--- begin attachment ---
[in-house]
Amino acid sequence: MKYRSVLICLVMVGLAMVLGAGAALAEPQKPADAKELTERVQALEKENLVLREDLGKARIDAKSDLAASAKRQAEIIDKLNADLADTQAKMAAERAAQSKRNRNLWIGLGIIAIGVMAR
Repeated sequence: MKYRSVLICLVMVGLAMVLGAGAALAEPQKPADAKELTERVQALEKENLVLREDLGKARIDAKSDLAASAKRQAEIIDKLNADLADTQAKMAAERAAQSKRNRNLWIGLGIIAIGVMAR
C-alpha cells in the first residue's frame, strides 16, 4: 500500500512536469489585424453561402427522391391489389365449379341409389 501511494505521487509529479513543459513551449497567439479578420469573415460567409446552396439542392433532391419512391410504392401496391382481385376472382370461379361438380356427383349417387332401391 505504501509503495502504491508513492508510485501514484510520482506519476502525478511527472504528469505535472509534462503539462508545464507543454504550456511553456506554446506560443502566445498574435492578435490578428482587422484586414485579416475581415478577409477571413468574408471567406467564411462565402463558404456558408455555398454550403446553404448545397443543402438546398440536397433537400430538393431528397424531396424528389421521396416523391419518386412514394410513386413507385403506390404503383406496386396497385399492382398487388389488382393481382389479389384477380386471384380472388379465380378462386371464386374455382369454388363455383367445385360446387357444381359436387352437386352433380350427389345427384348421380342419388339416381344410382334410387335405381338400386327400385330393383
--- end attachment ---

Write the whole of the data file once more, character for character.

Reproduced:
[in-house]
Amino acid sequence: MKYRSVLICLVMVGLAMVLGAGAALAEPQKPADAKELTERVQALEKENLVLREDLGKARIDAKSDLAASAKRQAEIIDKLNADLADTQAKMAAERAAQSKRNRNLWIGLGIIAIGVMAR
Repeated sequence: MKYRSVLICLVMVGLAMVLGAGAALAEPQKPADAKELTERVQALEKENLVLREDLGKARIDAKSDLAASAKRQAEIIDKLNADLADTQAKMAAERAAQSKRNRNLWIGLGIIAIGVMAR
C-alpha cells in the first residue's frame, strides 16, 4: 500500500512536469489585424453561402427522391391489389365449379341409389 501511494505521487509529479513543459513551449497567439479578420469573415460567409446552396439542392433532391419512391410504392401496391382481385376472382370461379361438380356427383349417387332401391 505504501509503495502504491508513492508510485501514484510520482506519476502525478511527472504528469505535472509534462503539462508545464507543454504550456511553456506554446506560443502566445498574435492578435490578428482587422484586414485579416475581415478577409477571413468574408471567406467564411462565402463558404456558408455555398454550403446553404448545397443543402438546398440536397433537400430538393431528397424531396424528389421521396416523391419518386412514394410513386413507385403506390404503383406496386396497385399492382398487388389488382393481382389479389384477380386471384380472388379465380378462386371464386374455382369454388363455383367445385360446387357444381359436387352437386352433380350427389345427384348421380342419388339416381344410382334410387335405381338400386327400385330393383